NJ Audubon: Let’s fix the federal ethanol mandate

pumping gas in car at gas station

NJ AUDUBON – In the wake of two rounds of back-to-back coastal flooding events, caused by Winter Storms Riley and Quinn, New Jersey Audubon is strongly supporting a bill—the Greener Fuels Act—introduced in the U.S. House and Senate to fix the federal ethanol mandate that has led to widespread habitat loss and contributed to climate change.

The ethanol mandate, known as the Renewable Fuel Standard, is a federal program administered by the U.S. EPA that mandates gasoline include a minimum amount of alternative fuels, such as those derived from corn ethanol. The goal of the program — which ratchets up the volume of renewable fuels each year — is to move away from petroleum-derived gasoline. Unfortunately, the mandate has instead contributed to environmental problems that impact New Jersey in several ways. First, the massive land conversion in the years immediately following enactment of the ethanol mandate produced climate-disrupting pollution equivalent to 20 million additional cars on the road each year.

“Any program contributing to climate change impacts our coastal state,” stated Megan Tinsley, Policy Director for New Jersey Audubon. “The carbon emissions generated by the land conversion to support the current ethanol mandate are problematic, as well as the widespread habitat loss that threatens species that migrate to New Jersey”.

In the 10 years since current the Renewable Fuel Act was passed in 2007, more than 7 million acres of wildlife habitat has been converted into cropland—mostly corn to produce ethanol. The American prairie has been especially hard-hit and less than 10 percent of native grasslands remain. The conversion of wetlands and grasslands to crops threaten many species, including waterfowl, upland birds, and pollinators such as bees and monarch butterflies.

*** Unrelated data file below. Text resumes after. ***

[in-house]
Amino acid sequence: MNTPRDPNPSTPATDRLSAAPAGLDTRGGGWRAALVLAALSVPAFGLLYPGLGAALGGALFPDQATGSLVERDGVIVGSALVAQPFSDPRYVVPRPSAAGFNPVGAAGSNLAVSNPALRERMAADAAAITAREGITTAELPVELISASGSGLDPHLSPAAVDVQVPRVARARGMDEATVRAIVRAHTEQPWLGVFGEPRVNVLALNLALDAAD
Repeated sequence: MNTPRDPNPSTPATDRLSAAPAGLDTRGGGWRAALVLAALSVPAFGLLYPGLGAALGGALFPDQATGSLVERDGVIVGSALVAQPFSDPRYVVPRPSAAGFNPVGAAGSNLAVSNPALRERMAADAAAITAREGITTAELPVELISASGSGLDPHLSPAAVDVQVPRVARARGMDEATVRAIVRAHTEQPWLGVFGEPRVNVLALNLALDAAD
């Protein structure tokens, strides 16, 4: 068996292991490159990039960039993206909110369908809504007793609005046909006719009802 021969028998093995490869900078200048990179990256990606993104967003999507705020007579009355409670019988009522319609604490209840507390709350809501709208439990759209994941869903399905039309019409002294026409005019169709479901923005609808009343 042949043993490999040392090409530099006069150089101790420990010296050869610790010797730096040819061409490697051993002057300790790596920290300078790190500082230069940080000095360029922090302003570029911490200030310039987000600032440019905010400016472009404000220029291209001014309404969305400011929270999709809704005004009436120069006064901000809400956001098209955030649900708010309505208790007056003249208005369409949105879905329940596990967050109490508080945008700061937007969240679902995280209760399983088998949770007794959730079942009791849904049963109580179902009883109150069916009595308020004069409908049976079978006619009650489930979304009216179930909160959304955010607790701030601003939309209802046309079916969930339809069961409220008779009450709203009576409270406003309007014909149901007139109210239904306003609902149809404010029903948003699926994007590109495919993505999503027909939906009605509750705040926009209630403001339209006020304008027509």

“The rapid destruction of habitat in areas such as the prairie potholes, known as the duck factory of America, is changing the landscape of this critical region,” said David La Puma, Director of New Jersey Audubon’s Cape May Bird Observatory. “Many species of waterfowl that utilize these areas for nesting travel to New Jersey for other portions of their life cycle”

Known as the GREENER Fuels Act, the bill seeks to reform the 2007 Renewable Fuel Standard by reducing the amount of ethanol in our fuel by placing a firm cap on the blend level of 9.7 percent and preventing the expansion of E15 (gasoline that is 15 percent ethanol). It will also implement a step-down of the corn ethanol mandate and beginning in 2023, after the current statutory volumes end, the bill reduces the amount of ethanol in the nation’s fuel supply.

“This represents a great step toward supporting cleaner fuels and a cleaner environment and we urge Congress to support and pass this bill,” said Kelly Mooij, V.P. for Government Relations for New Jersey Audubon. “By providing funding to restore wildlife habitat and prevent additional habitat from being destroyed, as well as incentivizing advanced biofuels that lower climate disrupting pollution in our fuel supply, the GREENER Fuels Act provides solutions for problems created by the ethanol mandate”.

The call for Congressional action comes as a host of diverse allies – conservation organizations, petroleum refiners, fast food franchises, boat and motorcycle engine manufacturers, and ranchers – join together to urge lawmakers to reform a law that has never lived up to its intentions. Support comes from across the nation as the accelerated conversion of farmland and loss of wildlife habitat and natural areas has also contributed to water pollution, including farm runoff-fueled harmful algal blooms like the 2014 bloom in Lake Erie that left more than 400,000 people without safe drinking water for three days, as well as the recurring dead zone in the Gulf of Mexico which has harmed wildlife and local economies dependent on fishing and seafood.


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